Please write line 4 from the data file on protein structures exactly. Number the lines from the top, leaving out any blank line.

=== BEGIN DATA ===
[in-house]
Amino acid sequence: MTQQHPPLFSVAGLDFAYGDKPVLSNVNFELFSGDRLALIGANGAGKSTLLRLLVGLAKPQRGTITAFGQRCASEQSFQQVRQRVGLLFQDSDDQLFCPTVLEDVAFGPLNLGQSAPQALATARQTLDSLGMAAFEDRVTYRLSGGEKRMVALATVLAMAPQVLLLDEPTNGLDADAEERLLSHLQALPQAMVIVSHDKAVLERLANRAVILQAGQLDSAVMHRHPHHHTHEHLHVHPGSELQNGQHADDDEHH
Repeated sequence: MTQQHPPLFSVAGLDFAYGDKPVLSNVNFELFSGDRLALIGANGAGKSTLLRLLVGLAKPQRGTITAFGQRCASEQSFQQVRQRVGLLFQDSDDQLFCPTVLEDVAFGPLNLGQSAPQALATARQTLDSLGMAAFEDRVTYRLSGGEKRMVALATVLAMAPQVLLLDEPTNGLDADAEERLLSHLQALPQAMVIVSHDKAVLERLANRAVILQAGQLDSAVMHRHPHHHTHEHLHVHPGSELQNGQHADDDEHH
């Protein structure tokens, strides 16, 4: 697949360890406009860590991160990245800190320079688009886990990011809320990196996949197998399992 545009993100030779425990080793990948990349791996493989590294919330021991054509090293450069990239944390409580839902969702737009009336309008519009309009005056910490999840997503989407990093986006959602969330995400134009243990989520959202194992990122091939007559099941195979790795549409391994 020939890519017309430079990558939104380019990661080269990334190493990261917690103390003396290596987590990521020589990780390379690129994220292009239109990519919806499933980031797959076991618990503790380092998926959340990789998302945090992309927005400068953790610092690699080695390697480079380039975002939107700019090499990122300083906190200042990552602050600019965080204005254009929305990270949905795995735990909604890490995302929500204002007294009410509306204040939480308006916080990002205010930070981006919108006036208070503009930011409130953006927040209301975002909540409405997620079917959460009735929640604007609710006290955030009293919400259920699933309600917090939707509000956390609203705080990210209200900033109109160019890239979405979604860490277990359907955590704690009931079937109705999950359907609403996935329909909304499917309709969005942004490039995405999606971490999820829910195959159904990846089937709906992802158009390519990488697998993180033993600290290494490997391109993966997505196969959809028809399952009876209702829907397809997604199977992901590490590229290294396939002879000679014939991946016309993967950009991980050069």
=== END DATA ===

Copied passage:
């Protein structure tokens, strides 16, 4: 697949360890406009860590991160990245800190320079688009886990990011809320990196996949197998399992 545009993100030779425990080793990948990349791996493989590294919330021991054509090293450069990239944390409580839902969702737009009336309008519009309009005056910490999840997503989407990093986006959602969330995400134009243990989520959202194992990122091939007559099941195979790795549409391994 020939890519017309430079990558939104380019990661080269990334190493990261917690103390003396290596987590990521020589990780390379690129994220292009239109990519919806499933980031797959076991618990503790380092998926959340990789998302945090992309927005400068953790610092690699080695390697480079380039975002939107700019090499990122300083906190200042990552602050600019965080204005254009929305990270949905795995735990909604890490995302929500204002007294009410509306204040939480308006916080990002205010930070981006919108006036208070503009930011409130953006927040209301975002909540409405997620079917959460009735929640604007609710006290955030009293919400259920699933309600917090939707509000956390609203705080990210209200900033109109160019890239979405979604860490277990359907955590704690009931079937109705999950359907609403996935329909909304499917309709969005942004490039995405999606971490999820829910195959159904990846089937709906992802158009390519990488697998993180033993600290290494490997391109993966997505196969959809028809399952009876209702829907397809997604199977992901590490590229290294396939002879000679014939991946016309993967950009991980050069």